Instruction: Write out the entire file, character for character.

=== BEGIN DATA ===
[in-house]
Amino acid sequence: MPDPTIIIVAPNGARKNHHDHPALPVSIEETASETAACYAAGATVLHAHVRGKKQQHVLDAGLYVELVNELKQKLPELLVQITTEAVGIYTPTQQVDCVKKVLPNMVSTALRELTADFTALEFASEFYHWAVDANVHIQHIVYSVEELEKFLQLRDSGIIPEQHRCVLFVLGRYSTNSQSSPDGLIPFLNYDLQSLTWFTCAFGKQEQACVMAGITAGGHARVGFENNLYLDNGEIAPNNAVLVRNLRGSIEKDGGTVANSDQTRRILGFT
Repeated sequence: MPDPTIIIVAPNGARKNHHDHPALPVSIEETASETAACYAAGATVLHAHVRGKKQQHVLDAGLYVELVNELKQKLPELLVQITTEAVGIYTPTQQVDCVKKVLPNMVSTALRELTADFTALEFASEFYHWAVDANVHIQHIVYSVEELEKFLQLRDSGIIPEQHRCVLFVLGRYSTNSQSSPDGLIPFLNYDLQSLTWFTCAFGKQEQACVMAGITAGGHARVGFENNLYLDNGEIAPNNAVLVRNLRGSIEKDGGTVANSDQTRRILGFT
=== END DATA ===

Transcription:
[in-house]
Amino acid sequence: MPDPTIIIVAPNGARKNHHDHPALPVSIEETASETAACYAAGATVLHAHVRGKKQQHVLDAGLYVELVNELKQKLPELLVQITTEAVGIYTPTQQVDCVKKVLPNMVSTALRELTADFTALEFASEFYHWAVDANVHIQHIVYSVEELEKFLQLRDSGIIPEQHRCVLFVLGRYSTNSQSSPDGLIPFLNYDLQSLTWFTCAFGKQEQACVMAGITAGGHARVGFENNLYLDNGEIAPNNAVLVRNLRGSIEKDGGTVANSDQTRRILGFT
Repeated sequence: MPDPTIIIVAPNGARKNHHDHPALPVSIEETASETAACYAAGATVLHAHVRGKKQQHVLDAGLYVELVNELKQKLPELLVQITTEAVGIYTPTQQVDCVKKVLPNMVSTALRELTADFTALEFASEFYHWAVDANVHIQHIVYSVEELEKFLQLRDSGIIPEQHRCVLFVLGRYSTNSQSSPDGLIPFLNYDLQSLTWFTCAFGKQEQACVMAGITAGGHARVGFENNLYLDNGEIAPNNAVLVRNLRGSIEKDGGTVANSDQTRRILGFT